Other symptoms, which otherwise might be overlooked in the larger pictureof a dog's health, include itchy, flaky skin, inflamed ears, excessive lickingof the front paws, and swelling of the toes. If any of these symptoms are present,a dog may suffer from Canine auto-immune disease, and should see a veterinarianimmediately.
Testing for Auto-Immune Disease / Thyroid Tests
Veterinarians may suggest a thyroid test if a pet has gained weight or ishaving chronic skin infections, or if an elite breeding dog is experiencing reproductivedifficulties, especially if the animal lacks energy or has a scruffy or dullcoat. The veterinarian draws the blood and sends it to one of several laboratorieswith the equipment for conducting the test. The blood sample should be takenwhen the dog is otherwise healthy, is not approaching a heat cycle, and is nottaking pharmaceuticals such as steroids, non-steroidal anti-inflammatories, oranti-seizure drugs. The latest tests include measurement of two forms of thethyroid hormones T3 (triodothyronine) and T4 (levothyroxine) and a search forantibodies that could indicate auto-immune thyroiditis, the genetic form of thedisease. Interpretation of the numbers recorded is as important as the numbersthemselves, for the relationship between the hormones is complex. In addition,normal ranges of hormones vary somewhat with the breed or mix.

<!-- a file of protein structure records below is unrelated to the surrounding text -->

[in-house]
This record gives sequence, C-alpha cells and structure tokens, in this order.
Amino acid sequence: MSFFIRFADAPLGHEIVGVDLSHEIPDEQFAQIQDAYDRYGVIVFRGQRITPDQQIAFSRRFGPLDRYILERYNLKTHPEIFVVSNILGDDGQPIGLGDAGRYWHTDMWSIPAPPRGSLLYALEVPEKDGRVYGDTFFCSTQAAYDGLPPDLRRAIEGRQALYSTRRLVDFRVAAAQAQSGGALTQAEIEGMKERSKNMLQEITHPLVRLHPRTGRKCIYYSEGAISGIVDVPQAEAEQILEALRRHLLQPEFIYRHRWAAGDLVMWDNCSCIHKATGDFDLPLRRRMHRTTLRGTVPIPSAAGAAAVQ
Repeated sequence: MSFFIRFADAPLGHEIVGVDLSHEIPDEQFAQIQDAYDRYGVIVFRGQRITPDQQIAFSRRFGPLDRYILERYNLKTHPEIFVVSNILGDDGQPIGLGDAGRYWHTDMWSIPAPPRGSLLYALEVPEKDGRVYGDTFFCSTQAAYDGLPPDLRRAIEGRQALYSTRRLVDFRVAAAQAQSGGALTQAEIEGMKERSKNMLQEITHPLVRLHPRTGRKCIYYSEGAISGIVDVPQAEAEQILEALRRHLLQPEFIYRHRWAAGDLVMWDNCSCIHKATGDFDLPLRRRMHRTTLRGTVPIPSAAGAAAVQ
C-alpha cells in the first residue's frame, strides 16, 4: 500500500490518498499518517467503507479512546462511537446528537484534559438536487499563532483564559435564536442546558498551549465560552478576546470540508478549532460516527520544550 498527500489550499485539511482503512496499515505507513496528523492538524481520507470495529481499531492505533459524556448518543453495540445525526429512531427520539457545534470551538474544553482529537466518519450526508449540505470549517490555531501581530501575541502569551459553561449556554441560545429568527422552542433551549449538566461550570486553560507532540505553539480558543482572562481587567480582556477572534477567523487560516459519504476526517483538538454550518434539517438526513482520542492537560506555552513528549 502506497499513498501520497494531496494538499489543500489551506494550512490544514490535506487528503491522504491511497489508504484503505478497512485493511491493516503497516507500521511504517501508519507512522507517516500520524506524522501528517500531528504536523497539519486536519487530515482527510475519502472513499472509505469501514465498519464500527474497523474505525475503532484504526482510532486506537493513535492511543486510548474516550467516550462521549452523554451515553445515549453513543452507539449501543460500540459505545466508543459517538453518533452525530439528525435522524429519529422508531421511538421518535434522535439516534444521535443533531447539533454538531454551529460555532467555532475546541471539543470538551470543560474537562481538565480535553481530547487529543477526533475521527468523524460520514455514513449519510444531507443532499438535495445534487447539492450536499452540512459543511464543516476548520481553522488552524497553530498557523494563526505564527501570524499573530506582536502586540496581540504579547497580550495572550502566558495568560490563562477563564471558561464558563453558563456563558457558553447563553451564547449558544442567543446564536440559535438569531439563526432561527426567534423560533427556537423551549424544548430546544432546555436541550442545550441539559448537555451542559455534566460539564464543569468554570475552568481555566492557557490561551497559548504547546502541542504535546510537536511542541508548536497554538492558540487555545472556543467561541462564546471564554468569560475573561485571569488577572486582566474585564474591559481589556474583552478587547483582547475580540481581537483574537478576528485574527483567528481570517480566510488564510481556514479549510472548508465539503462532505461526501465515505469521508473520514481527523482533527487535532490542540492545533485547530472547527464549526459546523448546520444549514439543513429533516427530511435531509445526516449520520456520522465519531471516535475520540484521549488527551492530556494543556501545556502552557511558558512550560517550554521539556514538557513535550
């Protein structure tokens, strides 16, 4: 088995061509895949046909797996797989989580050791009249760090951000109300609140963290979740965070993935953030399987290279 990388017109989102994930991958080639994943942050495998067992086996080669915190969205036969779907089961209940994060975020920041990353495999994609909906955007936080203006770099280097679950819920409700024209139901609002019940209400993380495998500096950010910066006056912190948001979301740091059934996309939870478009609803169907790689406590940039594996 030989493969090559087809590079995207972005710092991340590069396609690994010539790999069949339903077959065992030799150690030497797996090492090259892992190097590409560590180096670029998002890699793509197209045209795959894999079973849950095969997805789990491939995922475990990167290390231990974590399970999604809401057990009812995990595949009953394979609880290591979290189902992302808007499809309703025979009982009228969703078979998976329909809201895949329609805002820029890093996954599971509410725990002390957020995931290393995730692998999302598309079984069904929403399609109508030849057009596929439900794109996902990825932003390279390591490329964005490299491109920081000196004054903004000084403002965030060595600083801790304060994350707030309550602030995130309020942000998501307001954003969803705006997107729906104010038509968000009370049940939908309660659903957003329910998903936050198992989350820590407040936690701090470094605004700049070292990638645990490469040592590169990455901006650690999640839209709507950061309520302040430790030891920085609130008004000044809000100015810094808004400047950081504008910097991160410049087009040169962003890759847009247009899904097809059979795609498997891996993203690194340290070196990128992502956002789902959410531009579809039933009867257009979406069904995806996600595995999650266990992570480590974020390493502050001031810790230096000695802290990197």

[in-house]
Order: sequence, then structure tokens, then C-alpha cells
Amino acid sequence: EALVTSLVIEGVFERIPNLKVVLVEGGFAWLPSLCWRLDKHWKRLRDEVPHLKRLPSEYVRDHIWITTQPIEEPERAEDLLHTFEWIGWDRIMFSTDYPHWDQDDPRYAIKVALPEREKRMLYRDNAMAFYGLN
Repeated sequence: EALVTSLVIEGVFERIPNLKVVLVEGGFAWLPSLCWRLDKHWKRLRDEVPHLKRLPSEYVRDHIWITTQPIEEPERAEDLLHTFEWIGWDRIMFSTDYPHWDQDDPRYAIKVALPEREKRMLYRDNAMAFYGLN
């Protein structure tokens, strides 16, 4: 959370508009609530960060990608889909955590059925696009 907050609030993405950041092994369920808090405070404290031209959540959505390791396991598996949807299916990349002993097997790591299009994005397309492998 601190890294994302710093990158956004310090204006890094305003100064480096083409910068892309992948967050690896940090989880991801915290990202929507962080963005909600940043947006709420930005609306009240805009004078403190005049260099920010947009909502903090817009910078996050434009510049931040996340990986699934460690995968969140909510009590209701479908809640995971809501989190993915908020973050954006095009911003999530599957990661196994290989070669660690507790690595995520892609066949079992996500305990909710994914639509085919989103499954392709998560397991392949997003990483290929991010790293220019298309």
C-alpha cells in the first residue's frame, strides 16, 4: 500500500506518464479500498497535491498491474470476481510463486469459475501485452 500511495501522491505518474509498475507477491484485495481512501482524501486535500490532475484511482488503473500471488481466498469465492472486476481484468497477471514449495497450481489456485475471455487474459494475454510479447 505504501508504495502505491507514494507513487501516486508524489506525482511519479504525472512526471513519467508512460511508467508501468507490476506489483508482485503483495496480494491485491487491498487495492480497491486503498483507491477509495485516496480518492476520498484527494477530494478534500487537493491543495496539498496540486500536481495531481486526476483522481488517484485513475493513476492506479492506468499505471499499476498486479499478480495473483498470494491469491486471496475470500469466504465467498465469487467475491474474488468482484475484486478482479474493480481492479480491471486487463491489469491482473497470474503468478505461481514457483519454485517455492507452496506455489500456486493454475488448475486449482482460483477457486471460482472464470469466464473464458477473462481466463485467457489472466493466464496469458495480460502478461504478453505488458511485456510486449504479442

Hypothyroidism in Dogs
When a dog suffers from an auto-immune disease, he or she is at risk for severalailments, most commonly Hypothyroidism. Hypothyroidism is a common disorder inmiddle-aged to older dogs, characterized by thyroid hormone production.
Thyroid hormones affect almost every organ in the body and thus many signsof this disease are common. These include lethargy, depression, obesity (despitenormal feeding amounts), hair loss, skin and ear infections, and weak or tornknee ligaments. Should this disease be suspected, initial screening blood workis performed. Dogs that are hypothyroid have thyroid levels that are almost alwaysbelow the normal range.
Puppies with severe forms of congenital hypothyroidism are said to have Cretinism.These usually have developmental defects of the pituitary gland and are stuntedmentally, and, with time, are malformed physically.
Breeds Commonly Affected by Hypothyroidism
Many breeds are commonly affected by this disease: Boxers, Cocker Spaniels,Golden Retrievers, Labs, Poodles, Dachshunds, and Miniature Schnauzers. It islikely that some breeds are genetically predisposed. There is no difference infrequency of occurrence between males and females.
Additional Symptoms of Hypothyroidism in Dogs